## The Bovine Accordion and Banjo Orchestra

The \(2 \times n\) \((3 \le N \le 1\), \(000)\) cows have assembled the Bovine Accordion and Banjo Orchestra! They possess various levels of skill on their respective instruments: accordionist \(i\) has an associated talent level \(A_{i}\) \((0 \le A_{i} \le 1\), \(000)\); banjoist \(j\) has an associated talent level \(B_{j}\) \((0 \le B_{j} \le 1\), \(000)\).

The combined \(A_i\) and \(B_{j}\) is directly proportional to the talents of each cow in the pair so a concert with those two cows will earn FJ precisely \(A_{i} \times B_{j}\) dollars in "charitable donations". FJ wishes to maximize the sum of all revenue obtained by his cows by pairing them up in the most profitable way.

Unfortunately, FJ's accordionists are a bit stuck up and stubborn. If accordionist \(i\) is paired with banjoist \(j\), then accordionists \(i + 1\) ...\(N\) refuse to be paired with banjoists \(1\) ...\(j-1\). This creates restrictions on which pairs FJ can form. FJ thus realizes that in order to maximize his profits, he may have to leave some cows unpaired.

To make matters worse, when one or more of the musicians is skipped, they will be greatly upset at their wasted talent and will engage in massive binge drinking to wash away their sorrows.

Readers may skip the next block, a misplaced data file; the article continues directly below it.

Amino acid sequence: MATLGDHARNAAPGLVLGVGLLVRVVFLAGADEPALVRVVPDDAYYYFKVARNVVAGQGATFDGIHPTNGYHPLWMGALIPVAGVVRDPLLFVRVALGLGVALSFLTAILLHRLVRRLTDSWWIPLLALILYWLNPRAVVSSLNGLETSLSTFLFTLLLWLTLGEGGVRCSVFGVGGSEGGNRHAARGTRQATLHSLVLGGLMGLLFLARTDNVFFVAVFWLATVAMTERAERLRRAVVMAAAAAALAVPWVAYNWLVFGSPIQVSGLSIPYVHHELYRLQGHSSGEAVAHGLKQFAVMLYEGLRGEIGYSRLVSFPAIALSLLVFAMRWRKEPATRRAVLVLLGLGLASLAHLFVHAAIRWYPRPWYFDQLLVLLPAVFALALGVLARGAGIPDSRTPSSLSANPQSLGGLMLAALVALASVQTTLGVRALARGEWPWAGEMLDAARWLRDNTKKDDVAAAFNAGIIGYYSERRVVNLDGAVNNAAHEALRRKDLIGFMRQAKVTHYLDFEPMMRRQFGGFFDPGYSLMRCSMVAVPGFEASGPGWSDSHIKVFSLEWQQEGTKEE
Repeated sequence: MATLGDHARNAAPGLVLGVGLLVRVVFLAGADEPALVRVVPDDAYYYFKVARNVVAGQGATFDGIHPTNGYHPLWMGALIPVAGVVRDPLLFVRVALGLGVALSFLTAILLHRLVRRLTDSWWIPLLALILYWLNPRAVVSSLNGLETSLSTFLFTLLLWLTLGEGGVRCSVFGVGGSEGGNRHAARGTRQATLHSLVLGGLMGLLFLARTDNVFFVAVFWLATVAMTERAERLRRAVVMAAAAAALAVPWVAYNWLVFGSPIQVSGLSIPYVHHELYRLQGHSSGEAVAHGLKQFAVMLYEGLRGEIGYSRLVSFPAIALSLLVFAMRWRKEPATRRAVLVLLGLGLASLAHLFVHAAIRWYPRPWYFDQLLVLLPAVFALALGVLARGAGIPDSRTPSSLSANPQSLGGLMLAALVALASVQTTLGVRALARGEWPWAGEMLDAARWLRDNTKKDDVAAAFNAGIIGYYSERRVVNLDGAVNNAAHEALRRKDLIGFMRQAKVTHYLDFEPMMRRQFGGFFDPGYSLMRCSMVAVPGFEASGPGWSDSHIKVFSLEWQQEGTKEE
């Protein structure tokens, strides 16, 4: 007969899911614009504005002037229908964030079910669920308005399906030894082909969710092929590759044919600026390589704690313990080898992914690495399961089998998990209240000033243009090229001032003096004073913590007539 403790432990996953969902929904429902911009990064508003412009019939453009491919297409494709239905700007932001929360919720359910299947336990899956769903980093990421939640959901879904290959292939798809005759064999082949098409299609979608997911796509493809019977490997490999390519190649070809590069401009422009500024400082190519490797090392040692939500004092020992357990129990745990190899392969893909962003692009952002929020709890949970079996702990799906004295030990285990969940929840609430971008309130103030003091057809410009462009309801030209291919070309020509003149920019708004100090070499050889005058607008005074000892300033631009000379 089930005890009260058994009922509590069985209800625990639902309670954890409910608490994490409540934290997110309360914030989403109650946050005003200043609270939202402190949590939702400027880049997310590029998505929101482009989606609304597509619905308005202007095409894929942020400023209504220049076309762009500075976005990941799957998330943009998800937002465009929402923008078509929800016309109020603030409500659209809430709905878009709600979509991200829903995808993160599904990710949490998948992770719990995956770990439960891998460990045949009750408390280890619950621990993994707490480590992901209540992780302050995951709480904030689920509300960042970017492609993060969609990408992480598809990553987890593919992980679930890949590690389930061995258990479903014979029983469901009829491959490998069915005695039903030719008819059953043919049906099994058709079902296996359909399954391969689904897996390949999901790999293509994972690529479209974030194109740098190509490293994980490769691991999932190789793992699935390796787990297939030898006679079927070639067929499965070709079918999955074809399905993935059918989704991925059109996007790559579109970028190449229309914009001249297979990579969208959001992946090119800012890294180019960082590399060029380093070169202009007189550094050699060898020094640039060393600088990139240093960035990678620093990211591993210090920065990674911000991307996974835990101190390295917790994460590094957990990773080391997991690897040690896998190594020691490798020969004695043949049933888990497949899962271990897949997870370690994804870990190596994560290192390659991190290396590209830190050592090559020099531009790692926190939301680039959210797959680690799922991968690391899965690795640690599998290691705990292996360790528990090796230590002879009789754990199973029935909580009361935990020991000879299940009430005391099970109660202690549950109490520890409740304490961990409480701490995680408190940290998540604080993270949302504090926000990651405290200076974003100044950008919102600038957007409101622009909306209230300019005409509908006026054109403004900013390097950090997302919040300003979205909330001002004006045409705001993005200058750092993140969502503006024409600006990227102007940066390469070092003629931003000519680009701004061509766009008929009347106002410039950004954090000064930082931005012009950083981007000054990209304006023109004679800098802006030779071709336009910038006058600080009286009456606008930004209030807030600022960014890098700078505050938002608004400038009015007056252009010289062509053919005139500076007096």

After all pairings are made, a list is constructed of the groups of each of the consecutive skipped musicians (of either instrument). Every group of one or more consecutive skipped cows will gather together to consume kegs of ice cold orange soda in an amount proportional to the square of the sum of their wasted talent.

Specifically, FJ has calculated that if the \(x\)-th to \(y\)-th accordionists are skipped, they will consume precisely \((A_{x} + A_{x + 1} + A_{x + 2} + \dots + A_{y})^ 2\) dollars worth of orange soda in the process of drinking themselves into oblivion. An identical relationship holds for the banjoists. FJ realizes that he'll end up getting stuck with the bill for his cows' drinking, and thus takes this into account when choosing which pairings to make.

Find the maximum amount of total profit that FJ can earn after the contributions are collected and the orange soda is paid for.

#### Input

Input

- Line \(1\): A single integer: \(N\)
- Lines \(2\) ...\(N + 1\): Line \(i + 1\) contains the single integer: \(A_{i}\)
- Lines \(N + 2\) ...\(2 \times N + 1\): Line \(i + N + 1\) contains the single integer: \(B_{i}\)

#### Output

- Line \(1\): A single integer that represents the maximum amount of cash that FJ can earn.

#### Sample Input

```
3
1
1
5
5
1
1
```

#### Sample Output

`17`

#### Note

There are \(6\) cows: \(3\) accordionists and \(3\) banjoists. The accordionists have talent levels \((1\), \(1\), \(5)\), and the banjoists have talent levels \((5\), \(1\), \(1)\).

FJ pairs accordionist \(3\) with banjoist \(1\) to get earn \(A_{3} \times B_{1} = 5 \times 5 = 25\) in profit. He loses a total of \((1 + 1)^2 +(1 + 1)^ 2 = 8\) dollars due to the cost of soda for his remaining cows. Thus his final (net) profit is \(25 - 8 = 17\).

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